THE KILLING OF A SACRED DEER
*** (out of four)
DIRECTED BY Yorgos Lanthimos
STARS Colin Farrell, Nicole Kidman
Greek writer-director Yorgos Lanthimos’ 2010 import Dogtooth earned an Academy Award nomination for Best Foreign Language Film while his 2016 effort The Lobster nabbed an Oscar nod for Best Original Screenplay. The Killing of a Sacred Deer, co-written (like his previous pictures) with Efthymis Filippou, will likely come up short in this year’s Oscar race, but no matter. Call it a minority report, but I find it to be the most consistently mesmerizing of the trio, and a stronger ending might have vaulted it into “10 Best” consideration.
A creepy combo of The Twilight Zone and Sophie’s Choice, the film stars Lobster star Colin Farrell as Steven Murphy, a surgeon who has befriended a teenage boy named Martin (Barry Keoghan). The exact nature of their relationship isn’t clear, but Steven seems to be spending almost as much time with the lad as he does with his wife Anna (Nicole Kidman), daughter Kim (Raffey Cassidy), and son Bob (Sunny Suljic). Steven eventually elects to introduce Martin to his family, and it’s here when matters take a particularly dark turn.
To reveal more would be to deny viewers the opportunity to get blindsided by the directions the film ultimately takes, but suffice to say The Killing of a Sacred Deer is decidedly not for moviegoers who prefer their options on the “feel-good” end of the spectrum. This is a deeply disturbing film, with its eeriness accentuated by the delivery of the dialogue (everyone speaks in carefully enunciated, drawn-out sentences, as if the characters were all trapped in an etiquette class), the sterility of many of Lanthimos’ shot selections, and the moral monstrousness of many of the main characters.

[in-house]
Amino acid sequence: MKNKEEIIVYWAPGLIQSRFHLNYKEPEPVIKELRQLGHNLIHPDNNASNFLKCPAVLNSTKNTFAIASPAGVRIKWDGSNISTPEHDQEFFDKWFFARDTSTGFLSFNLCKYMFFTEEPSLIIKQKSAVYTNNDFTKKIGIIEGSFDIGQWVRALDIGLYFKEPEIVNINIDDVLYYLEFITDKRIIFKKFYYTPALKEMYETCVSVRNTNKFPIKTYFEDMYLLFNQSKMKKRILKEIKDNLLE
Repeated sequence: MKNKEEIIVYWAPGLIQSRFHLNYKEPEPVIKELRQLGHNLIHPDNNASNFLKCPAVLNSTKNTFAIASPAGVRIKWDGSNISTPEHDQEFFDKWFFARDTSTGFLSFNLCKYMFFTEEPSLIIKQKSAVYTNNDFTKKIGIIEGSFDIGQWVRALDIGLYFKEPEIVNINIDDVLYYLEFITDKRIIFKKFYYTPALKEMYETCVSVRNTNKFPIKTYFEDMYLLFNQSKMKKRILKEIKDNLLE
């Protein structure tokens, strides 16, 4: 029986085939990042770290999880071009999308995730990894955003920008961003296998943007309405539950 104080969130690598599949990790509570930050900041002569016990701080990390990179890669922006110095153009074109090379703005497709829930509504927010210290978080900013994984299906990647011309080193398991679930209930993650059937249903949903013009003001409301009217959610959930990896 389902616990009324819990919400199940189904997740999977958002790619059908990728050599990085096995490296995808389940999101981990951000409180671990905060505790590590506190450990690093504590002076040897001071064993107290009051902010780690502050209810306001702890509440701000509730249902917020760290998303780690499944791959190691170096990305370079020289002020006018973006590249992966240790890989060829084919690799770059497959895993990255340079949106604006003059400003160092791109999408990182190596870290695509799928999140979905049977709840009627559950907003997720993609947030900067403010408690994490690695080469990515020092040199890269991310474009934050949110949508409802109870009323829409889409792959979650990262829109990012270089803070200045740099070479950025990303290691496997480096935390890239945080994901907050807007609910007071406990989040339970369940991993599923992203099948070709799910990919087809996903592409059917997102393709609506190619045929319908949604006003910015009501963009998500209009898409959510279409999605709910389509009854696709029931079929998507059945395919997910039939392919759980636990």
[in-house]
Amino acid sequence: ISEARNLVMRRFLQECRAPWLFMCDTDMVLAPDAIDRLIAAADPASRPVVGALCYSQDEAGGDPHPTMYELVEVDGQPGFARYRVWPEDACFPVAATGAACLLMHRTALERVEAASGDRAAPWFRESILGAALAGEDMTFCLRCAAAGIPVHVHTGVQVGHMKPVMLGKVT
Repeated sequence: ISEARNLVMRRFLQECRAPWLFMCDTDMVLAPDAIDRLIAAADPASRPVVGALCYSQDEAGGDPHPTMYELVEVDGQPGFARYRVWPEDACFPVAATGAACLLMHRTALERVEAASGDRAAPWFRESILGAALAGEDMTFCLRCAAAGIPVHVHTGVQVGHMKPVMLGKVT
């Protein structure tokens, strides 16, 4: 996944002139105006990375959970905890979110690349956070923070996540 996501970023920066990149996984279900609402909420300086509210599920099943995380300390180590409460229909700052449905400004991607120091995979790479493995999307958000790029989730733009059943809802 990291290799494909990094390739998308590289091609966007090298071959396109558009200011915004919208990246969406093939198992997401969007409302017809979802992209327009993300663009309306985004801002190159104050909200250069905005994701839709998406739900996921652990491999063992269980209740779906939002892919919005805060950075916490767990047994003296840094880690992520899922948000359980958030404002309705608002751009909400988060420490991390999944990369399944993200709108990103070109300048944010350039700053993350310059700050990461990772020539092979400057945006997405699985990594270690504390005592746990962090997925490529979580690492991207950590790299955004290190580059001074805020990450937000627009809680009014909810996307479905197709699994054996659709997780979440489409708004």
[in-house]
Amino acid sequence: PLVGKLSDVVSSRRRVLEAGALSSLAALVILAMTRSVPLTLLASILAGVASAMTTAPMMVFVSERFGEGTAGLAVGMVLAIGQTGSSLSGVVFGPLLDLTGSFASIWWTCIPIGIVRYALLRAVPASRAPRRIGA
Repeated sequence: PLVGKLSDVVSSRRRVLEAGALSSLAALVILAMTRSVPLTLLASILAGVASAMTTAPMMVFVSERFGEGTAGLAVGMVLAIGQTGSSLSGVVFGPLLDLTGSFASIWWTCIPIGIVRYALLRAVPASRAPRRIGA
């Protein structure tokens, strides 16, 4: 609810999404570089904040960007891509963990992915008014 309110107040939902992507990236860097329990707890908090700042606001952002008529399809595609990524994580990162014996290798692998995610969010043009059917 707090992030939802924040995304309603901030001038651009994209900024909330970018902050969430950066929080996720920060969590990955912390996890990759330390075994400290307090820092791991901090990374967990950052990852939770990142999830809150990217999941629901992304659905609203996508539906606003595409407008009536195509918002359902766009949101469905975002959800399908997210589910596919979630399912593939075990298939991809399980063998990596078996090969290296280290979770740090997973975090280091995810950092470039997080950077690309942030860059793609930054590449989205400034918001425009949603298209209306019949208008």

Farrell and Kidman are both excellent, and there’s an unexpected appearance by no less than former Clueless star Alicia Silverstone as Martin’s mom. (On a side note, it’s impossible not to think of Rabbit Hole while viewing this, with the presence of Kidman as a tortured mom and even the casting of Keoghan, who looks a bit like the previous film’s Miles Teller.)
A final twist could have elevated this to giddy heights — as it stands, the film flatlines at the very end. Nevertheless, The Killing of a Sacred Deer is one of the more unique pictures now playing, and it should serve as the perfect antidote for those annoyed that the seasonal cheer is already being foisted upon us.